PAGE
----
This weekend (26th-28th January) is the RSPB’s Big Garden Birdwatch. Every year they collect millions of records from citizen scientists. I highly recommend taking part. It reminds us of what we have on in our own spaces, and you can even visit the website to see species counts coming in live!
National schemes like this are hugely important to show species population trends on a large scale. While we can’t always see the big picture from local surveying, with consistent records on a large scale, over time the patterns start to emerge. By sitting at the window with a cup of tea and a notepad, we can all have a big impact on monitoring wildlife.
Many people in the Weald to Waves network already undertake monitoring, from professional ecologists to beginners with a casual interest. We need to harness that knowledge and enthusiasm, the help us monitor change in the corridor.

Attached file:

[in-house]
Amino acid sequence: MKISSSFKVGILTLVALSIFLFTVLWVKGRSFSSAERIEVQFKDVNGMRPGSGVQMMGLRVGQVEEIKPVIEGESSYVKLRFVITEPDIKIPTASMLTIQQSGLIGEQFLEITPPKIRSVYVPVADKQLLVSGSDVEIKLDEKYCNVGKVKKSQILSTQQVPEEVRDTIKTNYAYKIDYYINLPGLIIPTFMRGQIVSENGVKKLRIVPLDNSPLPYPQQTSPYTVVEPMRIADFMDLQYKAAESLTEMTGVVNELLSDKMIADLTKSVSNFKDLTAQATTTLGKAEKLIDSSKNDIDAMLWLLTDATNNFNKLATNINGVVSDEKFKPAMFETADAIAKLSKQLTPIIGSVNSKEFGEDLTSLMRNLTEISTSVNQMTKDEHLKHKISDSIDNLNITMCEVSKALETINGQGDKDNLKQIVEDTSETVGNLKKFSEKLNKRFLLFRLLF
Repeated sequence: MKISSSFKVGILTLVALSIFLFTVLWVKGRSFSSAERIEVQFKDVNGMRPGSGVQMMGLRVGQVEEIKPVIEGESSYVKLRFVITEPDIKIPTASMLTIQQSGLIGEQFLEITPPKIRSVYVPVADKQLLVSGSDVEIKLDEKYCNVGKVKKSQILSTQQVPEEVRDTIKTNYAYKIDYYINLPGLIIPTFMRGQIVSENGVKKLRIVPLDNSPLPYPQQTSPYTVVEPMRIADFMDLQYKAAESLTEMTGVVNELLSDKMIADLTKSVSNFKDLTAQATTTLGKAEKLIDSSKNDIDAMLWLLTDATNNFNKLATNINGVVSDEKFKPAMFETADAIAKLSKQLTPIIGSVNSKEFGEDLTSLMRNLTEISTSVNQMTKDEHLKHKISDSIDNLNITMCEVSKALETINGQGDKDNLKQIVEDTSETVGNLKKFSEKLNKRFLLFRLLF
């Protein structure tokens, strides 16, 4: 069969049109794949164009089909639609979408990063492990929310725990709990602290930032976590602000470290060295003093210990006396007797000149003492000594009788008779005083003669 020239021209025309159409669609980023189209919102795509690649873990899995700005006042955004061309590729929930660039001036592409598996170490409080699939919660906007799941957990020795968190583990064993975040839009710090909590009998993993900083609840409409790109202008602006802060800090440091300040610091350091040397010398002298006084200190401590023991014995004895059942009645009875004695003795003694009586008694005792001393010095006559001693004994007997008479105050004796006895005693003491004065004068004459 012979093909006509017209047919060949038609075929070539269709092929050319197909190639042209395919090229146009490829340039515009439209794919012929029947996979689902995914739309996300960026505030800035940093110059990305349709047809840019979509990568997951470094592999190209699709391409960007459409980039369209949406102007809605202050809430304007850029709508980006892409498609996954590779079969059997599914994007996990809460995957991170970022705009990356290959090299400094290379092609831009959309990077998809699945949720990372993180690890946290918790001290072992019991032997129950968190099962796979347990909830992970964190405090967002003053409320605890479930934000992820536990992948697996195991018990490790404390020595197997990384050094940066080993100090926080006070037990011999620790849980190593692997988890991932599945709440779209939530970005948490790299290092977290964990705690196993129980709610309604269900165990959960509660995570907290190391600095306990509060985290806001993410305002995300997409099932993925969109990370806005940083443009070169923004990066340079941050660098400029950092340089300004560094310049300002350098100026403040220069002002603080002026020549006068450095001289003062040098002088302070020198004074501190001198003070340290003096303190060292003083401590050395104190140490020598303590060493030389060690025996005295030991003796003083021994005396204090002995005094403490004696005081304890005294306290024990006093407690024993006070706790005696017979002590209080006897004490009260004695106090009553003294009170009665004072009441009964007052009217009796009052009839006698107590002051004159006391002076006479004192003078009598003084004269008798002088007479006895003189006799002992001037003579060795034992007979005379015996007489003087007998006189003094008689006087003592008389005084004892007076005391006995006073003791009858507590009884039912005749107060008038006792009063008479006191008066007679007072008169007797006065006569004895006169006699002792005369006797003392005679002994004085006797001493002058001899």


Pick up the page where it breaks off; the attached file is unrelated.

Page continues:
A Call to Action
To cover 100 miles of corridor, we will need the expertise of our partners, the skilled ecologists of Sussex, and an army of citizen scientists to undertake the challenge. Would you like to explore the wildlife and habitats in your area? We are looking for interested people, no matter your previous experience, to help us to monitor wildlife along the Weald to Waves corridor.
We are designing a scheme to monitor changes in key indicators that will tell us about the impact of the corridor, ranging from bird populations to water quality. This will include a wide range of surveys that you can pick and choose to get involved with, depending on what you are most interested in, and would most enjoy!
We need experts, experienced or prospective citizen scientists, coordinators, parish councils and monitoring groups to help us monitor wildlife across the landscape. Are you up for the challenge?
Signing up now is not an obligation to get involved. This scheme will be trialled in some areas in summer 2024, before we start monitoring the whole corridor in the coming years.
The information you submit through this form will be stored securely by the Knepp Wildland Foundation (coordinating Weald to Waves), and will remain confidential. Once we have established a network of coordinators, we will ask your permission to share your details with a local coordinator who will be organising monitoring in your area.
Image credit: Rachel Bicker